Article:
Gauthier also said something about being the publisher of a newspaper of some kind. He said he started it shortly after The Ottawa Journal went under. The paper used to be delivered by electric cars — “we’ve had the technology for ten years!” — but then somehow the government interfered and the cars have been “up on blocks” every since.
I have no idea what that was all about, but would love to know.
Carla Marie Dancey, the only female candidate, looked like somebody’s mom from the suburbs. She didn’t say very much, and I couldn’t figure out what the heck her party is all about. Carla was very wishy-washy. The only interesting thing she said was the following story.
Carla used to be a Reform Party member. Then she decided to study political science, and got a BA. She learned a lot, and when she came back to the reform party she started telling them all the things she’d learned. Because of this, they asked her to leave.
That’s the story she told, anyway. It was one of those great stories people tell, where half way through they start wondering if they should be telling you this story. Then they realize they’re committed to finishing the tale, and look all embarrassed after they’re done talking.
Andrew told me that the Canadian Action Party is “fascist”, and broke off from the Reform Party because they felt Reform was “too left”.
(Incorrect, it turns out. The CAP actually split off from the Liberals – but they seem to have more in common with the Reform folks.)
At one point, Carla gave a little speech about how it’s easier for French people to speak English than it is for Anglos to speak French. She seemed to believe that the tests were all geared towards the Francophones, and that the whole system is biased in favor of French people.
David Chernushenko stood up once she was done, and said, “I simply cannot let that pass.” French people learned English because they “busted their butts” working hard to learn it. He himself was born to English speaking parents, and worked hard to learn French. He was sick and tired of listening to Anglos whine about the situation.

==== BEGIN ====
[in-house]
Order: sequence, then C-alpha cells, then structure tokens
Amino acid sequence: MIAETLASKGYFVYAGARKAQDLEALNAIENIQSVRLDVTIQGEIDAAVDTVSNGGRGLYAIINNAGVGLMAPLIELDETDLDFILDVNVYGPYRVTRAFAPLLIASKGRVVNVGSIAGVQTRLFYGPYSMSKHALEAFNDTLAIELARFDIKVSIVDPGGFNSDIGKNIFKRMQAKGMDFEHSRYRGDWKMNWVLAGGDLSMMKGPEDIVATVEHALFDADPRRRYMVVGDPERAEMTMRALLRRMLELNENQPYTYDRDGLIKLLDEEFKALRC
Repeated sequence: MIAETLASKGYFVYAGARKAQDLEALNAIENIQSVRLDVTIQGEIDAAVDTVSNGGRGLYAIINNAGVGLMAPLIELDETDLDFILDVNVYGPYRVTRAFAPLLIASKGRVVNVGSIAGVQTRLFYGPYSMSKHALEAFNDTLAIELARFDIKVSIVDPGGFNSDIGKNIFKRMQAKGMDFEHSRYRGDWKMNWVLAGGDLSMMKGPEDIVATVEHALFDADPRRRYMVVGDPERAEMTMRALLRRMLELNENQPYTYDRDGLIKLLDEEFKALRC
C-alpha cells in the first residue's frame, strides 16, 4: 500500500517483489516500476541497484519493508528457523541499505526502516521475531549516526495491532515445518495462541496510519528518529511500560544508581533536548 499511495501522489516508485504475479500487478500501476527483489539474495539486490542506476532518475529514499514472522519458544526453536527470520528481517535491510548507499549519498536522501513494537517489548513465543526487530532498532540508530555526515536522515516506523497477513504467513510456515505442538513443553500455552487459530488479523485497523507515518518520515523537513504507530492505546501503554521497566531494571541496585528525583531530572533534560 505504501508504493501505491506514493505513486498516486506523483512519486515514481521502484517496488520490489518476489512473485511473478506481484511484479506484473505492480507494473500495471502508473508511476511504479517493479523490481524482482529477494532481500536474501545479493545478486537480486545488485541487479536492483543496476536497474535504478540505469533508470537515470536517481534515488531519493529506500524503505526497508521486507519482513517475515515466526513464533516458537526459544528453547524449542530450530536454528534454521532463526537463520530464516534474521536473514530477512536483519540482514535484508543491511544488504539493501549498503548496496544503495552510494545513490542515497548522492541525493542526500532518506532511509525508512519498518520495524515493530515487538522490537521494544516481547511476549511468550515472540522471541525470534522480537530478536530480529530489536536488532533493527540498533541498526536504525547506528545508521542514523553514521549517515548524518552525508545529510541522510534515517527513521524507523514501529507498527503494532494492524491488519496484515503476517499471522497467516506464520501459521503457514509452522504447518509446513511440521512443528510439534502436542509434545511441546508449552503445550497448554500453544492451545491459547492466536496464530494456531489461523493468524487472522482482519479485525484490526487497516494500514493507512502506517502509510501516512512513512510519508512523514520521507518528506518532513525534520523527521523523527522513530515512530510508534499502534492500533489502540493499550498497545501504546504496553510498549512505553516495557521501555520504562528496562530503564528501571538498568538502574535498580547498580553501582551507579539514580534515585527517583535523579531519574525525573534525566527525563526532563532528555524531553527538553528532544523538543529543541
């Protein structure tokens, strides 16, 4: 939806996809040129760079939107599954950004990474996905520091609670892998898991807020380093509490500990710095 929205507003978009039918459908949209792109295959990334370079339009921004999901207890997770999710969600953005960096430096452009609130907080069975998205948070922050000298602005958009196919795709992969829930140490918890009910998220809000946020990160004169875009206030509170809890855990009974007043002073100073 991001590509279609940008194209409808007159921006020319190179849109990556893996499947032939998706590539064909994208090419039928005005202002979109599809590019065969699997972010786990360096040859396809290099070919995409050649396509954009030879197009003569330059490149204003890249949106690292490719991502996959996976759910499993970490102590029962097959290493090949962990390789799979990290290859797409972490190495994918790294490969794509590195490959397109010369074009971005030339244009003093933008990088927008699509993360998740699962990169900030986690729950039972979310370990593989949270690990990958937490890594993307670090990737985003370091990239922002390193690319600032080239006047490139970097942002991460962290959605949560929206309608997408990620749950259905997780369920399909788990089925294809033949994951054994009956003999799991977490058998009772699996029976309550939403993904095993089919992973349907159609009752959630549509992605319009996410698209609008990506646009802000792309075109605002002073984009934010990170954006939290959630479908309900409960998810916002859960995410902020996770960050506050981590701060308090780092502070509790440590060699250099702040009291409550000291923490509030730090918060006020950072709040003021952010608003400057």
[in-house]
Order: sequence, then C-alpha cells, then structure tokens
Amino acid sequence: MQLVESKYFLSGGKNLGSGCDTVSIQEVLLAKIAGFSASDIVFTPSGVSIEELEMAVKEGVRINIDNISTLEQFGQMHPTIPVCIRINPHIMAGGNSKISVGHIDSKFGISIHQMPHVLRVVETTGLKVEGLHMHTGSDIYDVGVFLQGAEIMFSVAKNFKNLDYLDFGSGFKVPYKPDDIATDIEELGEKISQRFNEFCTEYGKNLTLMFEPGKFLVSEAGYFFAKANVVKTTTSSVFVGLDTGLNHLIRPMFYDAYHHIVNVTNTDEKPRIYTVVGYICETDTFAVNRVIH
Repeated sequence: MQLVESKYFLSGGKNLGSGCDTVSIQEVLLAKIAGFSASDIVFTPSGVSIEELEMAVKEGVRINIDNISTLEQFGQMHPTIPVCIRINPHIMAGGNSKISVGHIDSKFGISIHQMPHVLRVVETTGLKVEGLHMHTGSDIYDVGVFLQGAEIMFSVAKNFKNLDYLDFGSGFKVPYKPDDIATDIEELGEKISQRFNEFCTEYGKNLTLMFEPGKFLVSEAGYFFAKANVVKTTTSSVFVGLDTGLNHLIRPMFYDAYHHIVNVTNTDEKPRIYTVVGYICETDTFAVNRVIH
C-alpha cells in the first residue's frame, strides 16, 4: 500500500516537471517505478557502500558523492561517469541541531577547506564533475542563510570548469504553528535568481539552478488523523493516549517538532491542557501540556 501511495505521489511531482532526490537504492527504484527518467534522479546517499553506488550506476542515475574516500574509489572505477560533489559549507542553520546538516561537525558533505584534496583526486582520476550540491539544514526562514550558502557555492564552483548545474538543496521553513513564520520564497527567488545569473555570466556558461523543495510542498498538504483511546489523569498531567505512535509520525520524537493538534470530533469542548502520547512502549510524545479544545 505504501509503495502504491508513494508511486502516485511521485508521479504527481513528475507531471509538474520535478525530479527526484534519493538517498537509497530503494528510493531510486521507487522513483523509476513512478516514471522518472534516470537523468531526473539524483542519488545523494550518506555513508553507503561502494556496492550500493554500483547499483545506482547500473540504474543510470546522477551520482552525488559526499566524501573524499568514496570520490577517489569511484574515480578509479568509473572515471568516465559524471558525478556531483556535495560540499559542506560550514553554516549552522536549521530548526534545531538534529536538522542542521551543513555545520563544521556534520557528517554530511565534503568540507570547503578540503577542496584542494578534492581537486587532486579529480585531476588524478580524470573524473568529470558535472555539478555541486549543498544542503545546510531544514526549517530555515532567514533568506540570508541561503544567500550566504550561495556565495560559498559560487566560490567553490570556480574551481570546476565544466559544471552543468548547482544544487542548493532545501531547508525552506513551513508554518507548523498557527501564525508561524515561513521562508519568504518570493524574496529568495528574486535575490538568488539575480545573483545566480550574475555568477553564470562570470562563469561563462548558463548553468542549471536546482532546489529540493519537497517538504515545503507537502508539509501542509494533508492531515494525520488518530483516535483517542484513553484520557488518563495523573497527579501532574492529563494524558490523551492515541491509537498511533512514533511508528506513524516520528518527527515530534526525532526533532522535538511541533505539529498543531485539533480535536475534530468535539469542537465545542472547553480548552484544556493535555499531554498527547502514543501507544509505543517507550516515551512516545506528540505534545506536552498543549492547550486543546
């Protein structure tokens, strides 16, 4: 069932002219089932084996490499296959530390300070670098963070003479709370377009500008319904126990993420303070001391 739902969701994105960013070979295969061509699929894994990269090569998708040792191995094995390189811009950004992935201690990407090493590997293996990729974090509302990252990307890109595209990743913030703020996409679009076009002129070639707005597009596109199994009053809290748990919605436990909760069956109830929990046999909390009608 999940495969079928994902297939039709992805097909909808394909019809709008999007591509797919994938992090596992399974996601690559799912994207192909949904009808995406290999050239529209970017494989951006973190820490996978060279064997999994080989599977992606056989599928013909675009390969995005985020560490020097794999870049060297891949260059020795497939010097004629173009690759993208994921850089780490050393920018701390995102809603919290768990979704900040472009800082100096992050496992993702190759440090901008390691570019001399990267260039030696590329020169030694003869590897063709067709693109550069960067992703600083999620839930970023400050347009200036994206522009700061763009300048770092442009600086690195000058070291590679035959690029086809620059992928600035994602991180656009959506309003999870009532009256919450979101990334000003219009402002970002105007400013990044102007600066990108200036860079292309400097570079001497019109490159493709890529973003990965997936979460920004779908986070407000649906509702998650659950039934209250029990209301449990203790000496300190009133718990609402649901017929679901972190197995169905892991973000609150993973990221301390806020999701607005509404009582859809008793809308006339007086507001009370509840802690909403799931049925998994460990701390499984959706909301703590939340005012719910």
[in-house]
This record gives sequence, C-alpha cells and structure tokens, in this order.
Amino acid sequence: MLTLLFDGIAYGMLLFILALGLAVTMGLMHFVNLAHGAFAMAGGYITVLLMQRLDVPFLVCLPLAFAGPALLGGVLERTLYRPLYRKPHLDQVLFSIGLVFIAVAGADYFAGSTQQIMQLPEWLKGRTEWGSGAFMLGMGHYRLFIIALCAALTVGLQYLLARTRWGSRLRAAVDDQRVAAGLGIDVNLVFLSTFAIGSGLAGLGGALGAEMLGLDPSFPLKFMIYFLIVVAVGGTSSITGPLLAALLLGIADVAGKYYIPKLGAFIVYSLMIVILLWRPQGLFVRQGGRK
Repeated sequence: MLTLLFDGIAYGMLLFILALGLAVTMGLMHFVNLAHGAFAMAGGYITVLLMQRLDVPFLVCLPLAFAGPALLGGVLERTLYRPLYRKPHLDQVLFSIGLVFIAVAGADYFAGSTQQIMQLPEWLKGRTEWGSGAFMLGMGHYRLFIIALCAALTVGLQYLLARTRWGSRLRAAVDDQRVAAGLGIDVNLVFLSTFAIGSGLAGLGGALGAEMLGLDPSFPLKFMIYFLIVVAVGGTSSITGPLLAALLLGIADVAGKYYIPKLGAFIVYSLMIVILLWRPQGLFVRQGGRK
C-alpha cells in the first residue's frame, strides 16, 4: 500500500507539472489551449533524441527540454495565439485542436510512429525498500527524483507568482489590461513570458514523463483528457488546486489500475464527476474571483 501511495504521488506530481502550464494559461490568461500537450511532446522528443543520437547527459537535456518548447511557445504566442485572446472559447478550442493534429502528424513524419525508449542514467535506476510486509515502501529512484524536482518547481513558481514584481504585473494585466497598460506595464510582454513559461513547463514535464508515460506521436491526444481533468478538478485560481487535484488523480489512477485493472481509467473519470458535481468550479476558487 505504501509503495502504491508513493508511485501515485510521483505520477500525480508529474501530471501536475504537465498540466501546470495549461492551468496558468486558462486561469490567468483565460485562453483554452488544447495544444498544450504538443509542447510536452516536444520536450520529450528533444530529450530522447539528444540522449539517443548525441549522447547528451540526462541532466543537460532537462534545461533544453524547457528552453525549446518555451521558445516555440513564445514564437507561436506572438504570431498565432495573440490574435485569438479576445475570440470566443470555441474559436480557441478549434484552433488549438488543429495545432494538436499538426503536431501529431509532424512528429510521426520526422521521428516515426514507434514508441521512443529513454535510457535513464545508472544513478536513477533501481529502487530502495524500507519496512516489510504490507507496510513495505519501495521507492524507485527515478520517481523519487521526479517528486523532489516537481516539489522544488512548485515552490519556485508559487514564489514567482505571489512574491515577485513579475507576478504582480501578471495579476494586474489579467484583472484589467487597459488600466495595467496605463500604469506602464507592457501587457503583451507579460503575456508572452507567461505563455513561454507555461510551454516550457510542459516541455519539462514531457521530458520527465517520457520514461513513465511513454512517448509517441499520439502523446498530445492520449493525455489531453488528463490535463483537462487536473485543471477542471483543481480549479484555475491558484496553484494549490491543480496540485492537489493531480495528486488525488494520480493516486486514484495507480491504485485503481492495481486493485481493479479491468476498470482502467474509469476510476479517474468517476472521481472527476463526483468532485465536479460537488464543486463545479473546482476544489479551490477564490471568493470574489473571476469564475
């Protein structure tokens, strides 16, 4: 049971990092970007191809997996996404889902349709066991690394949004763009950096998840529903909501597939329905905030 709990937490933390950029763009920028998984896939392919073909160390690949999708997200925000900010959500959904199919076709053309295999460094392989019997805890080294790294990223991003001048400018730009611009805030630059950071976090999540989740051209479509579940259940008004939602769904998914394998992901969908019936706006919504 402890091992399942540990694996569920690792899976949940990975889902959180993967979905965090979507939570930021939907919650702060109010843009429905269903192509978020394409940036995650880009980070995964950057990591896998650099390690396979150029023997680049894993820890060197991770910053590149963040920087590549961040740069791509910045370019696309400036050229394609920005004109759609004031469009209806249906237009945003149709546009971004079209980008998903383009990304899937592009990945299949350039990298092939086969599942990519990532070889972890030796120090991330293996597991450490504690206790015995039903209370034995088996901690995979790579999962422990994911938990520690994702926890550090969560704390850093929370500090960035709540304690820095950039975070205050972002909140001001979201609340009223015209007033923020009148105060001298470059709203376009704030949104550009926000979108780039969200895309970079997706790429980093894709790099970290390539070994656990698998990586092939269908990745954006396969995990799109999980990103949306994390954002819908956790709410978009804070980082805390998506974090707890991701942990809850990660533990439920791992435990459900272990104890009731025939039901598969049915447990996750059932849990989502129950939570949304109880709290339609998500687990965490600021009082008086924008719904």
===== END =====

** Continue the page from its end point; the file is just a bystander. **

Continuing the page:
Carla turned pink with shame. Or maybe rage. Or both.
Gauthier (the independent) sided with Carla, and said that the French have it too easy in our country. I was ready to dismiss him as a kook, but then he got a little saner — his idea was that each section of Canada should learn the language necessary to exist in that portion of the country. People in Vancouver might have to learn Mandarin, for example. An odd idea, but sort of interesting.
Now for the big party candidates.
If you read my comments about the previous meeting I attended, you know that I think Mike Murphy is a robot. He didn’t disappoint me at this meeting – he was kookier than ever. In a way, I hope he wins, because he’s just so gosh darned bizarre.
The issue of inequity in the public service was put to the candidates. It was generally agreed that the public service does not have enough visible minorities in its ranks. Someone said (I forget who — might have been David) that no visible minorities want to go into the public service because they know they can be promoted only so high, then they hit a “glass ceiling”. All the candidates seemed to agree — more visible minorities need to be hired.
Well, almost everyone agreed. Mike Murphy said that he was unaware of any inequity, but if any was brought to his attention, he’d be sure to put a stop to it. The audience laughed at him. Ed Broadbent rolled his eyes and covered his face.
Another issue was raised — that of immigrants who come to Canada with skills that go unaccredited. For example, a doctor from China or India might come to Canada, but be forced to work a menial job, because no one will recognize that he has the skills to be a doctor. Everyone agreed this was a very important issue — especially seeing as how there is a shortage of doctors in Canada right now.
When Mike Murphy spoke on this issue, he once again came across as strange and out of touch with reality. He said that he understood this issue well because his father had an accident, and they hired a Philippino caregiver to assist him. She was a nurse when she lived in the Phillipines, but here she couldn’t get a better job than caregiver. The way Mike told this story, he made it sound a little like he’d learned a lot from his black butler.